Actor Urges Filmmakers To Promote Nigerian Culture

L-R: Michael Kueppers-Adebisi, President AFROTAK TV, Cyber-Nomads, Adetoun Kueppers-Adebisi, music teacher and actor, Dr. David Aina and Veteran actor and filmmaker, Tony Akposhere during the Black Speculative Arts Movement, BSAM seminar/workshop held in Lagos

By Odinaka Uruakpa

Veteran Nollywood actor, director and filmmaker, Tony Akposhere has tasked filmmakers in Nigeria to value Nigerian tradition and culture by propagating, as well as promoting the country’s culture in the films they shoot.

Akposhere gave this charge during the seminar/workshop of Black Speculative Arts Movement, BSAM: Afrofuturism 2.0 Lagos, Nigeria, tagged “Afrofuturism 2.0 : Developing, propagating and promoting black content to the world” held recently in Lagos.

According to Akposhere Black Speculative Arts Movement is a movement that is geared towards improving, as well as promoting the Nigerian film content throughout the world.

Said he: “BSAM is all about promoting content; how we will move our content; how the world can know about African and Nigerian culture especially.

“We are so rich in culture and tradition, but how well do we value this. If we really value it, we will not immitate the white man. If we value our culture, we will not do English things more than the English people. If we value our culture, we will excel in it. We wont continue to do only English films”, he said.

The actor said Nigeria is so rich in culture that even the white man wants to see the culture displayed in the Nigerian films they watch, rather than seeing them (Nigerians) imitating the white man’s culture.

“Today, we remain hooked to Zee World. people watch Zee World because they like India culture. Even though they subtitle in English or they lip-sing in English, they did not leave their culture. So, why should Nigerians? Why should Africans? I think I love the movement. When they tagged it movement it’s like a revolution, and if this revolution, if this movement is really going to save us, I would welcome it.

“We produce films, a lot of people’s films are lying in the house. We have only African Magic that will throw you here, throw you there; telling you I don’t like this, I don’t like that. You spend a lot of money to produce film, how do you get the money? You meet a sponsor, an executive producer today, the first thing he asks you is ‘how do I get my money back?’ This movement is all about addressing these”.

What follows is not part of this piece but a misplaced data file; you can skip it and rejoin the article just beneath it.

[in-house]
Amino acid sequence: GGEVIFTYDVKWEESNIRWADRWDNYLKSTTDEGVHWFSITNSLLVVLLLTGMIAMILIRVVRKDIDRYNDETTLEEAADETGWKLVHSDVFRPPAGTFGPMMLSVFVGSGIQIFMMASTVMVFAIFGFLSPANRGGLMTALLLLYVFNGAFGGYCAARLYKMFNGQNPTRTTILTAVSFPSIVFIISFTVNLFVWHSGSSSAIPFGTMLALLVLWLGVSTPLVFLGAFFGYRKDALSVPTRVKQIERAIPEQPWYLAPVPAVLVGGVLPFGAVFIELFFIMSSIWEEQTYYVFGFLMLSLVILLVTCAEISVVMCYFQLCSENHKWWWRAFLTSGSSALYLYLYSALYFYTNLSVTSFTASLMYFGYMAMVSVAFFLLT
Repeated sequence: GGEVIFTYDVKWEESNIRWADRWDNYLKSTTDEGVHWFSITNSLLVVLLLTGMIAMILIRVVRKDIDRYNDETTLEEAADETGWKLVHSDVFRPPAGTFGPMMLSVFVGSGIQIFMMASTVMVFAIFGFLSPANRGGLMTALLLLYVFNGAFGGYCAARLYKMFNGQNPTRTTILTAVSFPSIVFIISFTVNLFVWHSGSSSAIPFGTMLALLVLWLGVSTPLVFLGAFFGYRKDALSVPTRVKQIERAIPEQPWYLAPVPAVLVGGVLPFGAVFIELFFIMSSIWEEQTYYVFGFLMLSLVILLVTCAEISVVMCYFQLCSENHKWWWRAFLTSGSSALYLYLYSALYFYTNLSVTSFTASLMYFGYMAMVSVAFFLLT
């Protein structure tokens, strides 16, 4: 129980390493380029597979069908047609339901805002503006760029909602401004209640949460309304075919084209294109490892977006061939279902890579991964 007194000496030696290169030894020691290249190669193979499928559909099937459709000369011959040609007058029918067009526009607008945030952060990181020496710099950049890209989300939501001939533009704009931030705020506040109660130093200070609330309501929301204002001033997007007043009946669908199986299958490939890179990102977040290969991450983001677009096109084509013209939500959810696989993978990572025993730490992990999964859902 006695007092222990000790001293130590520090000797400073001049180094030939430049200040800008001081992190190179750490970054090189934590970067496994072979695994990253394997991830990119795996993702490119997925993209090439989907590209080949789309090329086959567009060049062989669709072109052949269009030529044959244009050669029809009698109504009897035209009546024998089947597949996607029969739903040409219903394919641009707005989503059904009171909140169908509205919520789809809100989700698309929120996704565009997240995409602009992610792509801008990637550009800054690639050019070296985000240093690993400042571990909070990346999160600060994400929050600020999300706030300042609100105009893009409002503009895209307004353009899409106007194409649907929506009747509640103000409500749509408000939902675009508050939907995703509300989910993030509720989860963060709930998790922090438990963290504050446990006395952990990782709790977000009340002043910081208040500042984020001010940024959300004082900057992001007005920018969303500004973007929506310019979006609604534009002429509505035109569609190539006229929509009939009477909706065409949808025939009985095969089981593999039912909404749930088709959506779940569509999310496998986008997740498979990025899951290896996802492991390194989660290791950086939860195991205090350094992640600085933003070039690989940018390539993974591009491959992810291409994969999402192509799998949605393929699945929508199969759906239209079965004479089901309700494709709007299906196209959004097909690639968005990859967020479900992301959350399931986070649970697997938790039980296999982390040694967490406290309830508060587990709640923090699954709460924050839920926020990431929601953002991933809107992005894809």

He further advised artists, producers especially, to ensure that they portray their culture, even when they are speaking English in their movie.

Said Akposhere: “You can speak English because English will make the work go worldwide. If the culture is so rich, if you are showcasing Urhobo culture, Yoruba culture speaking English, they will still call it Urhobo film or Yoruba film; forget the language. Most of the films you watch today, most of them are Latin, German, and so on, but they lip-sink them. What matters is for us to better our culture; let’s not run away from our culture.

“Let’s do things that will enrich our culture, let’s value our culture so that the whole world will continue coming to Nigeria to see this culture; the way they tie their wrapper, their clothes, the kind of food they eat. Some would even be interested in speaking the language”.

He advised that after learning the theoretical aspects of filmmaking in college, intending practitioners should go to television colleges and other institutions relevant to the profession to learn the practical aspect of filmmaking .

“After going to college to learn the theoretical part, one needs to enhance their knowledge by going to TV college, workshops, shootings, etc for practical learning. You must enhance it, you must better your best which of course, you grabbed from college.

He called on the federal government to provide an enabling environment for indigenous, as well as foreign filmmakers to film their works in the country.

“I know we have a problem in the country in the sense that there is no enabling environment. We need enabling environment to do things very well in Nigeria. The situation where you carry a camera, you are shooting and you just see an area boy surface from somewhere asking for settlement; that’s not an enabling environment. All these can be curbed; it can be controlled.

“White people don’t shoot a lot of films here in Nigeria because there is no enabling environment. The way they search them and demand bribe from them at the airport make them stay away from our country. Go to Uganda, Kenya; the white people are shooting S lot of films there”, he said.

Also speaking on the occasion, music teacher and actor, Dr. David Aina expressed delight at the BSAM in Nigeria and urged artist to utilize the outcome of the project.

While advising the organizers to publish a compendium on the workshop, Aina called on government to stop paying lip service to the arts, but to fund the arts, and make things easier for the practitioners.

He also tasked the artists to find ways of doing things to raise the bar, by taking time to plan their work well, and produce good movies.

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